It’s Christmas Eve, the night Italians often celebrate the birthing of the little baby Jesus. This event is quite significant, especially if you are to judge by their crèche or manger scenes; something we Americans can only remember with nostalgia of days of yore.
But you see, Italians are nothing if not highly literal people; especially given their long history of language, discourse and oratory, starting with Latin and Lord knows what languages even before. And so it is with their manger scenes.
When I first came to Italy, I thought all those presepe showing an old Giuseppe and his young wife looking fondly down on a heap of hay; standard issue donkey, sheep and even the Three Kings in the distance, was simply yet another indication of Italians' poor planning: someone forgot the Baby Jesus!!!
After seeing this a few more times, I thought: 'Okay, someone’s stealing the Baby Jesus!!'
But then, I finally figured it out: although this is a country in which, despite their favorite pastime being not soccer, but deciphering the meaning between the lines, someone always warns you before any sort of irony or sarcasm is forthcoming. Article after article, conversation after conversation, they warn, just like the Robot in Lost in Space: “Danger! Guglielmo Robinson! Giovanni said, with a note of irony…” Here, unless forewarned, and if no hidden meaning is there, they take the sentence for what it is fully worth.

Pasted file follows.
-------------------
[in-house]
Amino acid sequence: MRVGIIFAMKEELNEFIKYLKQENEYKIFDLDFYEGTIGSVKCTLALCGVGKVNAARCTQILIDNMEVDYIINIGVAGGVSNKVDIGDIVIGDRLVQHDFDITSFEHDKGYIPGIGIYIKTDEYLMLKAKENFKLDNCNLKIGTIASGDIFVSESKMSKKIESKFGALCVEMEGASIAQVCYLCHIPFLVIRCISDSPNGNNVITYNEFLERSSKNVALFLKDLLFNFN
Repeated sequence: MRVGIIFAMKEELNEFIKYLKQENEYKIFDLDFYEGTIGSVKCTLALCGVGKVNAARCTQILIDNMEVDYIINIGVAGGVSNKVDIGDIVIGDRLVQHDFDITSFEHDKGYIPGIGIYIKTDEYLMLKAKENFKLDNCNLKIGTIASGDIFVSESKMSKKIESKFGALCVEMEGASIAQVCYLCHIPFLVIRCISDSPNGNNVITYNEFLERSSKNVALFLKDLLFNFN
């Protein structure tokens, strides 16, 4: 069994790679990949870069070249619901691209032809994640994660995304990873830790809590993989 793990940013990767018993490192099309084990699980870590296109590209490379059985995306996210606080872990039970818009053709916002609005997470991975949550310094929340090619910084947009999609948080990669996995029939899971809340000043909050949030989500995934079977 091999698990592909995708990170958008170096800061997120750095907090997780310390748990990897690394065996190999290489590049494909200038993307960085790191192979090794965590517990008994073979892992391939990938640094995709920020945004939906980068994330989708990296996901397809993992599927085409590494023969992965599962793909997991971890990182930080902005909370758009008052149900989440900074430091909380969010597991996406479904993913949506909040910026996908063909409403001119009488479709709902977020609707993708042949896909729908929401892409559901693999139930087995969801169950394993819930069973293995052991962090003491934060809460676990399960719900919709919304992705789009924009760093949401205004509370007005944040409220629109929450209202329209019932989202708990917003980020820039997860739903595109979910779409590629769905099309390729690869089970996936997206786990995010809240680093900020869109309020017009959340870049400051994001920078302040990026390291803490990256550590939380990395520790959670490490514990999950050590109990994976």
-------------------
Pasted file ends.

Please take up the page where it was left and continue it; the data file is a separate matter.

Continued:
And so, little Baby Jesus never shows up on the manger scene until the stroke of midnight. Although you’ll always find him looking more like an 18 month old, than a cone-headed newborn, bright eyed and chubby on Christmas morn. I've just discovered that those three kings, though smaller in size, to represent distance, actually creep up day by day, until January 6th (the Epiphany, for you pagans out there) when they bestow their gifts on the Baby Jesus.
What I don’t get is -- why they don’t swap then, a very pregnant Mary for a less pregnant mamma (and perhaps decidedly exhausted one due to labor pains whilst riding a donkey) the next day, too. I guess they’re not that literal after all.
Buon Natale a Tutti!
F. Maggi (decidedly not Magi, like those three wise men!)